Maybe I don't understand, I am saying it wrong, or something. When I draw a space time diagram (e.g. y-axis c*t and x-axis position), as y increases I add events that will occur. If I consider time 0, position 0, on the spacetime diagram as the start of the experiment at the light source, then the detector will be say at position 100 m away and outside of the light cone of the light source. The event where a photon from the light source reflects off of the grating and reach the detector will not happen until say y is c * 1200 ns (using the example I gave to gentzen). So if I am considering the experiment, up to only 840 ns, this event will not yet have happened. If the event has not happened, do I include it in the path integral?

weirdoguy and PeroK
I wish you good luck trying to understand that stuff. I tried my best to explain it. As long as considerations when you turn the light on or off are relevant, assuming the light to be quasi-monochromatic is problematic. I won't try any further to explain it.
I am not sure why you sounded frustrated, but based on the context of your reply, it sounded like it was on my question about lasers being directional. Something I google confused me. Anyways it was a stupid thought and I am going to just delete that I ever said anything about it.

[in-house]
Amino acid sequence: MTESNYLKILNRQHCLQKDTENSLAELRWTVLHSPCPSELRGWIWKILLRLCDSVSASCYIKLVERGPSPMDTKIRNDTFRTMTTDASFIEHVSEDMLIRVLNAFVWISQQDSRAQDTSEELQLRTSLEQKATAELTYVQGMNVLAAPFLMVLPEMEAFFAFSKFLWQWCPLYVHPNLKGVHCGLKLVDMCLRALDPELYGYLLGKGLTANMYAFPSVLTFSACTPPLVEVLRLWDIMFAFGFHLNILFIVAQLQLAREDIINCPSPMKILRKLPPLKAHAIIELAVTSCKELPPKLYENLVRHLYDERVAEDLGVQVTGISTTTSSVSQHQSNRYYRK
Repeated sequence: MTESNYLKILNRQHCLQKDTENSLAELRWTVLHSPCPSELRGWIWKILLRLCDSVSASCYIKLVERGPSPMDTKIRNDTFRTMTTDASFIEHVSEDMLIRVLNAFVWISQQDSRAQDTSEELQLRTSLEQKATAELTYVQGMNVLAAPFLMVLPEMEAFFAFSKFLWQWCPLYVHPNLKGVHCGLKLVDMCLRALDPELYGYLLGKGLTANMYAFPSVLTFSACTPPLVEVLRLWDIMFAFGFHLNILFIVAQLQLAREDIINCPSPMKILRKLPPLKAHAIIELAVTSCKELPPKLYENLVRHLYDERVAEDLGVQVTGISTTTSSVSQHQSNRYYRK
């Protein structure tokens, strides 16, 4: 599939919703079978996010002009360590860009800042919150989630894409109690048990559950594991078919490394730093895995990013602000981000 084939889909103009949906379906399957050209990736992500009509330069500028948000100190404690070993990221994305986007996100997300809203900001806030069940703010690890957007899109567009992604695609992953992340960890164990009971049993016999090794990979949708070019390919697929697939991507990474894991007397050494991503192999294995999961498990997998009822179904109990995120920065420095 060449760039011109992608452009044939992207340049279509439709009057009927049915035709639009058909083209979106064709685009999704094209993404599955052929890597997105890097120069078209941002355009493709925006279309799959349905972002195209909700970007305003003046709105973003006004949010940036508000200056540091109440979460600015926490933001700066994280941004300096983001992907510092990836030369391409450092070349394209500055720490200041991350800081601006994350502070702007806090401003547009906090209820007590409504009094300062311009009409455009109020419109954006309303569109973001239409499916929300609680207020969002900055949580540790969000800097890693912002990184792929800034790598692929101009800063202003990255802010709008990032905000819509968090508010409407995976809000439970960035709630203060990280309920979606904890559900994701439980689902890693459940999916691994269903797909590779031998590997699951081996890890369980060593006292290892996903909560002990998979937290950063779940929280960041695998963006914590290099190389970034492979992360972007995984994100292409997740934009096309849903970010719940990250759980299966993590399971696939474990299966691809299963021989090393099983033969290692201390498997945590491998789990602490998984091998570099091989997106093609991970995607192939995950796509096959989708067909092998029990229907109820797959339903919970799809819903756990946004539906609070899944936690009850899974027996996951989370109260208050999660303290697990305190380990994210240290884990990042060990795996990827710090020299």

gentzen
I am not sure why you sounded frustrated
I didn't intent to sound frustrated. I am not frustrated. Everybody here knows that this stuff is hard to understand. Don't worry. I "unwatched" this thread, and simply decided to also explicitly say "goodbye".

MikeWhitfield and kurt101
Maybe I don't understand, I am saying it wrong, or something. When I draw a space time diagram (e.g. y-axis c*t and x-axis position), as y increases I add events that will occur. If I consider time 0, position 0, on the spacetime diagram as the start of the experiment at the light source, then the detector will be say at position 100 m away and outside of the light cone of the light source. The event where a photon from the light source reflects off of the grating and reach the detector will not happen until say y is c * 1200 ns (using the example I gave to gentzen). So if I am considering the experiment, up to only 840 ns, this event will not yet have happened. If the event has not happened, do I include it in the path integral?
Let me try to fight fire with fire here. Let's look at the Lagrangian formulation of classical mechanics for a particle in a force field (gravity or EM or whatever).

You could describe this model as "the particle tries all possible paths and picks the one that minimises the action integral". Now we ask: while the particle is trying paths in one direction, what happens if we very quickly change the potential when the particle isn't looking? Does the particle take account of that change in the potential or not?

It's obviously absurb, because you're not supposed to take the idea that the particle is trying all paths and calculating the action integral literally.